Primary Intestinal Lymphangiectasia

National Organization for Rare Disorders, Inc.

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It is possible that the main title of the report Primary Intestinal Lymphangiectasia is not the name you expected. Please check the synonyms listing to find the alternate name(s) and disorder subdivision(s) covered by this report.


  • Waldmann disease
  • PIL

Disorder Subdivisions

  • None

General Discussion

Primary intestinal lymphangiectasia (PIL) is a rare digestive disorder characterized by abnormally enlarged (dilatated) lymph vessels supplying the lining of the small intestine. The main symptoms are swelling of the limbs and abdominal discomfort. The disorder is usually diagnosed before three years of age but is sometimes diagnosed later in life.


The most obvious sign of the disorder is moderate to severe swelling in the lower limbs, face and external genitalia due to fluid retention (edema). Fluid is retained because the blood protein levels are low. Lymphedema may also be associated and not easy to differentiate from edema.

Abdominal pain and/or nausea, vomiting and diarrhea may also be present. Affected individuals may experience fatigue, weight loss, and an inability to gain weight in childhood. The blood lymphocyte count is usually low as are blood protein (albumin, globulins because protein in the lymph leaks into the intestine and the feces) and blood cholesterol levels (because cholesterol from food is not properly absorbed).

Swelling of the membrane surrounding the heart (pericarditis) and fluid in the chest (pleural effusion) or ascites (abdominal effusion) can occur. Extreme generalized swelling of the body (anasarca) can be a rare life threatening complication in children.


The cause of PIL is unknown. Multiple affected family members have been reported rarely.

Affected Populations

PIL is a rare disease that affects males and females in equal numbers. The prevalence is unknown.

Standard Therapies


The diagnosis of PIL is made by viewing the intestine with a flexible scope (endoscope), removing tissue samples from several areas (biopsy) and examining these tissues for signs of abnormal dilation. This exam is rarely normal and videocapsule endoscopy may be useful when endoscopic findings are not contributive.

PIL may be suspected on a prenatal ultrasound if edema of lower limbs or generalized edema is noted.


Treatment of PIL may include a strictly low-fat long-term diet supplemented by medium-chain triglycerides to supply essential fatty acids and nutrients associated with fat-soluble vitamin such as vitamin D (whole whey protein and maltodextrin). The administration of water pills (diuretics) may sometimes be helpful. Albumin infusion is sometimes proposed in patients with important serous effusion or uncomfortable lower limb edema. Very occasionally surgical removal of the diseased portion of the intestine may be beneficial if the damage is limited to a local area.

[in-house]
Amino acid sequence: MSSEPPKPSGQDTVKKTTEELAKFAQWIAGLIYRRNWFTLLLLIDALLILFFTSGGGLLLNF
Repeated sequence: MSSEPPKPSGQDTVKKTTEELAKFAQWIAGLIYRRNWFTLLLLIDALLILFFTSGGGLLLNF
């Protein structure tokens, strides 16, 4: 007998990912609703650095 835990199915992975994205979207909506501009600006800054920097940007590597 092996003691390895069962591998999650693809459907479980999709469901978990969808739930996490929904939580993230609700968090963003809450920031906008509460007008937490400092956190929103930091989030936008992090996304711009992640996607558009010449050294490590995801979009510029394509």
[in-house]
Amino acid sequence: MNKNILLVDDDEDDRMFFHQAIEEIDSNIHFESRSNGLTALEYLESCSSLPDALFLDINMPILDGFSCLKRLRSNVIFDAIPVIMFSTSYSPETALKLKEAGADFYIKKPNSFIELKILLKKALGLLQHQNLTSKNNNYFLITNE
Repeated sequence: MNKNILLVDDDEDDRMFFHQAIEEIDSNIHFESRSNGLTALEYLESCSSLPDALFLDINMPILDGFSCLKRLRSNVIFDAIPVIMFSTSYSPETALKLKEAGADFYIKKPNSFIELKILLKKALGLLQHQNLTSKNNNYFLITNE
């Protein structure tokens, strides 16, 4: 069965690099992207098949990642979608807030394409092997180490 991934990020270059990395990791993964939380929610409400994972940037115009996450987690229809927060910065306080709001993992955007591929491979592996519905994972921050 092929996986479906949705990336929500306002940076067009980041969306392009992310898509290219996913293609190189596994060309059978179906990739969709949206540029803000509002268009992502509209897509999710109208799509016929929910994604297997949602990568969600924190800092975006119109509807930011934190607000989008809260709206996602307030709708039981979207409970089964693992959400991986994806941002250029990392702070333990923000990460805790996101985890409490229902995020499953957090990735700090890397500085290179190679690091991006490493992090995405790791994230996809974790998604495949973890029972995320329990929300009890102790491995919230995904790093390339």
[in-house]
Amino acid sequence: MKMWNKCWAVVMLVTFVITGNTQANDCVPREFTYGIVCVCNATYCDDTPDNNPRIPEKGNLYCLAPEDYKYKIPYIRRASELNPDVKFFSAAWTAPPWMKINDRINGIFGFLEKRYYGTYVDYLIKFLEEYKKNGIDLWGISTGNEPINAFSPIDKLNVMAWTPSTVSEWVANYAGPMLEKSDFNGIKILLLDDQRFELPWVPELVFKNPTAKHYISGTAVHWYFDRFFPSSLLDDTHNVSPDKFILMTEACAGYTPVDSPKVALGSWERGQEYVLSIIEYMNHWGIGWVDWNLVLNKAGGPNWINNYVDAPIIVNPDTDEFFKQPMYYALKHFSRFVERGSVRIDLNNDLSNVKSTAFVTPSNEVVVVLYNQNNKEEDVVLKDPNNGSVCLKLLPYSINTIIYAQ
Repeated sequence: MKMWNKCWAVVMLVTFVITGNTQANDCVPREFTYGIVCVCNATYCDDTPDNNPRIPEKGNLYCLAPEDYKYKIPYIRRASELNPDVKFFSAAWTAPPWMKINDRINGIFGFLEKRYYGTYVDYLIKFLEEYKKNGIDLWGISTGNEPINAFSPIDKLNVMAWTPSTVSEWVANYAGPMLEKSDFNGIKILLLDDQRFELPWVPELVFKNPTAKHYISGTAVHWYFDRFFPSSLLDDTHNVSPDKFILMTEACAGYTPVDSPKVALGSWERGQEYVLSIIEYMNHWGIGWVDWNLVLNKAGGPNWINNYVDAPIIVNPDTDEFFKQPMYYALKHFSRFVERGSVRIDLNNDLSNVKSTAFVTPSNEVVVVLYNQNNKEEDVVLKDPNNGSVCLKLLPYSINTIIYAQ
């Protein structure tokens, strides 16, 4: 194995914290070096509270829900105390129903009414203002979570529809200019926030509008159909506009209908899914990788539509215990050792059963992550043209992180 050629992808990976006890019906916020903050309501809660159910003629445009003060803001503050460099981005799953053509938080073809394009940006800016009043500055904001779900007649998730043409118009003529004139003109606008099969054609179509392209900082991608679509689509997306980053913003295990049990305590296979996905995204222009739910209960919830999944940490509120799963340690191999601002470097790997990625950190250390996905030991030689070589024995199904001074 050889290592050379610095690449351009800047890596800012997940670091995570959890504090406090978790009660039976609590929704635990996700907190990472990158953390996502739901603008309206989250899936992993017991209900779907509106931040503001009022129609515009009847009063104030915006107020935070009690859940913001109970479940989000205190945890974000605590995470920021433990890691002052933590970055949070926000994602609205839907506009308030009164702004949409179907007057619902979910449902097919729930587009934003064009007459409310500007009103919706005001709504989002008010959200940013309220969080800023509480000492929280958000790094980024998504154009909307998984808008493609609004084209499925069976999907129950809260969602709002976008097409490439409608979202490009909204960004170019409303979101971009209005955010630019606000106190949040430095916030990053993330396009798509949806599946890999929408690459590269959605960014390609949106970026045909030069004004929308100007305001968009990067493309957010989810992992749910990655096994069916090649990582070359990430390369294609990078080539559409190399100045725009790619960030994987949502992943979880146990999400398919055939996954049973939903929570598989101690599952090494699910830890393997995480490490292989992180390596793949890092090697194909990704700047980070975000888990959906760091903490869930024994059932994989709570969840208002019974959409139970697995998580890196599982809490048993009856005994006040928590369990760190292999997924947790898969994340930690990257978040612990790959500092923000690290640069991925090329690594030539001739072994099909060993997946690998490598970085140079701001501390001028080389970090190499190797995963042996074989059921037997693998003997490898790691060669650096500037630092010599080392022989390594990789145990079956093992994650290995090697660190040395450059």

Investigational Therapies

Information on current clinical trials is posted on the Internet at All studies receiving U.S. government funding, and some supported by private industry, are posted on this government web site.

For information about clinical trials being conducted at the NIH Clinical Center in Bethesda, MD, contact the NIH Patient Recruitment Office:

Tollfree: (800) 411-1222

TTY: (866) 411-1010


For information about clinical trials sponsored by private sources, contact:

For information about clinical trials conducted in Europe, contact:



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Marie I, et al., Gelatinous transformation of the bone marrow: an uncommon manifestation of intestinal lymphangiectasia. Am J Med. 1999;107:99-100.

Zelmanovitz F., Location of regional intestinal lymphangiectasia using Tc-99m dextran lymphoscintigraphy. Clin Nucl Med. 199924:210-11.

Fuss IJ, et al., Intestinal lymphangiectasia, a disease characterized by selective loss of naive CD45RA+ lymphocytes into the gastrointestinal tract. Eur J Immunol. 1998;28:4275-85.

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Ballinger AB, et al., Octreotide in the treatment of intestinal lymphangiectasia. Eur J Gastroenterol Hepatol. 1998;10:699-702.

Maconi G, et al., Ultrasonographic features of long-standing primary intestinal lymphangiectasia. Eur J Ultrasound. 1998;7:195-98.

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Vignes S and Bellanger J. Primary Intestinal Lymphangiectasia. Orphanet Journal of Rare Diseases. 2008;3:5. Accessed: February 4, 2013.

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